Originally Posted by evilghost
[From Local Machine]
ssh -f -C username@remote_machine_ip -L 33060:local_ip_of_remote_machine:3306 -N
This would bind the local TCP socket of 33060 to MySQL on the remote machine.
Basically, you would point the application to localhost:33060 and this in turn would tunnel traffic across SSH with compression enabled to the remote machine on dport 3306.
You could use key-based authentication to avoid having to enter a username/password.
Hmm. Didn't seem to work. The remote server is actually where the PHP scripts will be running. The problem is, they need to be able to access the Mysql database server on a local server. I know I could open some firewall ports to allow them access, but the system Admin would rather not.
The idea is that if a user wants to get information from the local mysql server, he/she would need to VPN into our network first before logging into the site located on the remote server with the PHP pages and scripts. Once that happens, the php on the remote server needs to be able to check if a VPN connection has been made into our local network. Then and only then will the remote server scripts have access to the local mysql server.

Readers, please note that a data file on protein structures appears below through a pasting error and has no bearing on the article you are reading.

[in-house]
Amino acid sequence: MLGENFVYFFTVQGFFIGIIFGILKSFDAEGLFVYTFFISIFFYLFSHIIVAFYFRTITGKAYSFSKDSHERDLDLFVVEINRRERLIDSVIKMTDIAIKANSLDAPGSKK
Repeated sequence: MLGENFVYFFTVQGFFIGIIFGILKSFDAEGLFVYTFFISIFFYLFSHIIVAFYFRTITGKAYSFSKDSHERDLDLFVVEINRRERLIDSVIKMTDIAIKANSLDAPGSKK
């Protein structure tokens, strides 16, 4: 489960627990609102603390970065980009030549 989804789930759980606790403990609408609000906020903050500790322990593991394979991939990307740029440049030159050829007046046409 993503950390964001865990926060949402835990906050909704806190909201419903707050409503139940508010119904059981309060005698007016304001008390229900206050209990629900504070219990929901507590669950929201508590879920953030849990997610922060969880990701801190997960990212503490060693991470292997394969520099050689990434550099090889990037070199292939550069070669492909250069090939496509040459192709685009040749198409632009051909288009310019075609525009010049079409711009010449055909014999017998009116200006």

My system admin has proposed we include some php scripts on the local apache web server as well. These local php scripts will retrieve information from the local mysql server. The remote server would then not have to make a direct connection to the local mysql server, but merely check if a user is connected to our network via VPN, or is at a workstation on the network. Then redirect the user to the local web server. The local web server is private and cannot be seen from outside our private network.
How would a remote server be able to check a user's connection? Is there another way besided checking IP's.